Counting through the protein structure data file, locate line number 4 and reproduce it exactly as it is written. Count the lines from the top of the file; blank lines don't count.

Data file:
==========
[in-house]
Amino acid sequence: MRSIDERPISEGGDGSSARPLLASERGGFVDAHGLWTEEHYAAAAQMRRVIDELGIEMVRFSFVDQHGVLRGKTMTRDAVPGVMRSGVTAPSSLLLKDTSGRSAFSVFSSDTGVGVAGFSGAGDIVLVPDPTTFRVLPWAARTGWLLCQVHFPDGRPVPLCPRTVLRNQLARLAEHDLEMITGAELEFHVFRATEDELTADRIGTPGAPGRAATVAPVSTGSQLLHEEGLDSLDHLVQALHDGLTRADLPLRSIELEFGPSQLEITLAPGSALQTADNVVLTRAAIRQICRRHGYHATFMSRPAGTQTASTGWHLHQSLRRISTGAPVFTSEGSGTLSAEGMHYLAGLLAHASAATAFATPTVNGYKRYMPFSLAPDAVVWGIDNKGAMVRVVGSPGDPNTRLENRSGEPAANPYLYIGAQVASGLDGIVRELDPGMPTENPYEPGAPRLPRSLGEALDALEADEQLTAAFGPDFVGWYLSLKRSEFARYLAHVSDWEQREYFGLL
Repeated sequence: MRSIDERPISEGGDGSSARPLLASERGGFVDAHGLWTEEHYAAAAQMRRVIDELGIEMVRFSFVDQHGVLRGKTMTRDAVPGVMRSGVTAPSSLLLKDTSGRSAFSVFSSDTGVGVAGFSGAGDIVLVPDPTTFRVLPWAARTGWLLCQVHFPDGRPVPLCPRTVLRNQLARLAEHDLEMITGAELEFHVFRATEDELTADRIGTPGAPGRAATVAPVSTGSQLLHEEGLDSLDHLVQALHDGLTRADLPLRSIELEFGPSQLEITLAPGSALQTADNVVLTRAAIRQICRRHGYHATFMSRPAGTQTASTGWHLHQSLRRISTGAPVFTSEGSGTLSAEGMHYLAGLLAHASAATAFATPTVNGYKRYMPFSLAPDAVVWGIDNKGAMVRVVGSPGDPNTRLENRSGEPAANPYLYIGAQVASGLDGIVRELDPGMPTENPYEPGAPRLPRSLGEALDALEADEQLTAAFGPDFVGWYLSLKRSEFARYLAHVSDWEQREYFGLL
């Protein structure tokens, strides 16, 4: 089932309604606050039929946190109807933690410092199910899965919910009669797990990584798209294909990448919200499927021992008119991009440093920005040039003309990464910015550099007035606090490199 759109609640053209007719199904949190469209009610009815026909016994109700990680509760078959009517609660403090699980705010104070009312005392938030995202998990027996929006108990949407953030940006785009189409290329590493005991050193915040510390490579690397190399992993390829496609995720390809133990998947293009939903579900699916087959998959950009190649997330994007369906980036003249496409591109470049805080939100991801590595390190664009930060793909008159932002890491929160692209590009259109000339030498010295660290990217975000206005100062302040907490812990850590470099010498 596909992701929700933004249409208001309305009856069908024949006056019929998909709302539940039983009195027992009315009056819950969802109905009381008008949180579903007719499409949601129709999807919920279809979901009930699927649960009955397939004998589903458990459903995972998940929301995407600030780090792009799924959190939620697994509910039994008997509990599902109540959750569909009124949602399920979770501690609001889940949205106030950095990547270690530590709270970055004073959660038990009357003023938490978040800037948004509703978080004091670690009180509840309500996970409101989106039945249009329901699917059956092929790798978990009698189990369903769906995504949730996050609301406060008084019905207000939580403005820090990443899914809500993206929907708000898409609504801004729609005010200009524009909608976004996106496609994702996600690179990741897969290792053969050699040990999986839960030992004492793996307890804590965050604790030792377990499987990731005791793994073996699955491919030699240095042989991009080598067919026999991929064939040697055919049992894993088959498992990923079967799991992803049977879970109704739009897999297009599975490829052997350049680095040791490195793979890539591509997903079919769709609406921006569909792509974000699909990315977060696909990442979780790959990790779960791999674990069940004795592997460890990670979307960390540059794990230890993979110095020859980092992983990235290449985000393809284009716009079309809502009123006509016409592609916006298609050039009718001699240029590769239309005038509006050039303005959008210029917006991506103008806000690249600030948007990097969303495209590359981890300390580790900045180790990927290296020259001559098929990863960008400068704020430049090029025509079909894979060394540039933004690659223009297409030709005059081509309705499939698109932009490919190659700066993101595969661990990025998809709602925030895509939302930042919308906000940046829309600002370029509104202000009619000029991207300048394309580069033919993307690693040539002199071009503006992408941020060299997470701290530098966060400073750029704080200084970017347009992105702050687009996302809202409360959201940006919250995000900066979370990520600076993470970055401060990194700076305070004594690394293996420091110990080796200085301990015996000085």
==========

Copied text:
């Protein structure tokens, strides 16, 4: 089932309604606050039929946190109807933690410092199910899965919910009669797990990584798209294909990448919200499927021992008119991009440093920005040039003309990464910015550099007035606090490199 759109609640053209007719199904949190469209009610009815026909016994109700990680509760078959009517609660403090699980705010104070009312005392938030995202998990027996929006108990949407953030940006785009189409290329590493005991050193915040510390490579690397190399992993390829496609995720390809133990998947293009939903579900699916087959998959950009190649997330994007369906980036003249496409591109470049805080939100991801590595390190664009930060793909008159932002890491929160692209590009259109000339030498010295660290990217975000206005100062302040907490812990850590470099010498 596909992701929700933004249409208001309305009856069908024949006056019929998909709302539940039983009195027992009315009056819950969802109905009381008008949180579903007719499409949601129709999807919920279809979901009930699927649960009955397939004998589903458990459903995972998940929301995407600030780090792009799924959190939620697994509910039994008997509990599902109540959750569909009124949602399920979770501690609001889940949205106030950095990547270690530590709270970055004073959660038990009357003023938490978040800037948004509703978080004091670690009180509840309500996970409101989106039945249009329901699917059956092929790798978990009698189990369903769906995504949730996050609301406060008084019905207000939580403005820090990443899914809500993206929907708000898409609504801004729609005010200009524009909608976004996106496609994702996600690179990741897969290792053969050699040990999986839960030992004492793996307890804590965050604790030792377990499987990731005791793994073996699955491919030699240095042989991009080598067919026999991929064939040697055919049992894993088959498992990923079967799991992803049977879970109704739009897999297009599975490829052997350049680095040791490195793979890539591509997903079919769709609406921006569909792509974000699909990315977060696909990442979780790959990790779960791999674990069940004795592997460890990670979307960390540059794990230890993979110095020859980092992983990235290449985000393809284009716009079309809502009123006509016409592609916006298609050039009718001699240029590769239309005038509006050039303005959008210029917006991506103008806000690249600030948007990097969303495209590359981890300390580790900045180790990927290296020259001559098929990863960008400068704020430049090029025509079909894979060394540039933004690659223009297409030709005059081509309705499939698109932009490919190659700066993101595969661990990025998809709602925030895509939302930042919308906000940046829309600002370029509104202000009619000029991207300048394309580069033919993307690693040539002199071009503006992408941020060299997470701290530098966060400073750029704080200084970017347009992105702050687009996302809202409360959201940006919250995000900066979370990520600076993470970055401060990194700076305070004594690394293996420091110990080796200085301990015996000085």